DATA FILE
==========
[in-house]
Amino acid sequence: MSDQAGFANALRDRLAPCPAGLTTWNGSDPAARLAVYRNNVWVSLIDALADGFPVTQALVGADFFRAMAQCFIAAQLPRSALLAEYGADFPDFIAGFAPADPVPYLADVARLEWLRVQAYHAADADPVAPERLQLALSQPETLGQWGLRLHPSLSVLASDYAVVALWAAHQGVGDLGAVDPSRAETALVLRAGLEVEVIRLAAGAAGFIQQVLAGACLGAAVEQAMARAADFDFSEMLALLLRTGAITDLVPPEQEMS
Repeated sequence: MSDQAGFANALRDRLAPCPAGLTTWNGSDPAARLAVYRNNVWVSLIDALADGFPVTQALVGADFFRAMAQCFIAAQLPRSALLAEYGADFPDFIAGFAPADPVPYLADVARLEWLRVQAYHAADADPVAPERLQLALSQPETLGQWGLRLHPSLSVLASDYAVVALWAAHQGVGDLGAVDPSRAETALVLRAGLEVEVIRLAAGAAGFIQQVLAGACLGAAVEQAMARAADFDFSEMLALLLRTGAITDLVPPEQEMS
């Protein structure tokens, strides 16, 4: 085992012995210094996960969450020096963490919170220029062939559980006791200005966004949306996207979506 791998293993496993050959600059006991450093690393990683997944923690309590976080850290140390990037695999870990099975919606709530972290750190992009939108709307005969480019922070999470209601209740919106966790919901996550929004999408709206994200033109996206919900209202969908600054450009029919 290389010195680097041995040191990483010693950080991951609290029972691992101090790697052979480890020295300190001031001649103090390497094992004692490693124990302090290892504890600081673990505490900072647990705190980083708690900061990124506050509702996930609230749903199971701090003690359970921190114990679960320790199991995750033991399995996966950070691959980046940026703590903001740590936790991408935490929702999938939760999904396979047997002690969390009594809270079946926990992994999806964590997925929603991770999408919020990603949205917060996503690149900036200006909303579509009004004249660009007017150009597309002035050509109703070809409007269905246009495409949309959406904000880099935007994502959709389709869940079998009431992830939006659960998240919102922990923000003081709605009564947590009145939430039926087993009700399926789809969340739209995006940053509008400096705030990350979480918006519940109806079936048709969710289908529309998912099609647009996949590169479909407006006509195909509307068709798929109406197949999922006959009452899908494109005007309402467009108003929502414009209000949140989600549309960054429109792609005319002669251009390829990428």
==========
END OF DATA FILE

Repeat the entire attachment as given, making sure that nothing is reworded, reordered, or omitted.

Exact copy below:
[in-house]
Amino acid sequence: MSDQAGFANALRDRLAPCPAGLTTWNGSDPAARLAVYRNNVWVSLIDALADGFPVTQALVGADFFRAMAQCFIAAQLPRSALLAEYGADFPDFIAGFAPADPVPYLADVARLEWLRVQAYHAADADPVAPERLQLALSQPETLGQWGLRLHPSLSVLASDYAVVALWAAHQGVGDLGAVDPSRAETALVLRAGLEVEVIRLAAGAAGFIQQVLAGACLGAAVEQAMARAADFDFSEMLALLLRTGAITDLVPPEQEMS
Repeated sequence: MSDQAGFANALRDRLAPCPAGLTTWNGSDPAARLAVYRNNVWVSLIDALADGFPVTQALVGADFFRAMAQCFIAAQLPRSALLAEYGADFPDFIAGFAPADPVPYLADVARLEWLRVQAYHAADADPVAPERLQLALSQPETLGQWGLRLHPSLSVLASDYAVVALWAAHQGVGDLGAVDPSRAETALVLRAGLEVEVIRLAAGAAGFIQQVLAGACLGAAVEQAMARAADFDFSEMLALLLRTGAITDLVPPEQEMS
């Protein structure tokens, strides 16, 4: 085992012995210094996960969450020096963490919170220029062939559980006791200005966004949306996207979506 791998293993496993050959600059006991450093690393990683997944923690309590976080850290140390990037695999870990099975919606709530972290750190992009939108709307005969480019922070999470209601209740919106966790919901996550929004999408709206994200033109996206919900209202969908600054450009029919 290389010195680097041995040191990483010693950080991951609290029972691992101090790697052979480890020295300190001031001649103090390497094992004692490693124990302090290892504890600081673990505490900072647990705190980083708690900061990124506050509702996930609230749903199971701090003690359970921190114990679960320790199991995750033991399995996966950070691959980046940026703590903001740590936790991408935490929702999938939760999904396979047997002690969390009594809270079946926990992994999806964590997925929603991770999408919020990603949205917060996503690149900036200006909303579509009004004249660009007017150009597309002035050509109703070809409007269905246009495409949309959406904000880099935007994502959709389709869940079998009431992830939006659960998240919102922990923000003081709605009564947590009145939430039926087993009700399926789809969340739209995006940053509008400096705030990350979480918006519940109806079936048709969710289908529309998912099609647009996949590169479909407006006509195909509307068709798929109406197949999922006959009452899908494109005007309402467009108003929502414009209000949140989600549309960054429109792609005319002669251009390829990428």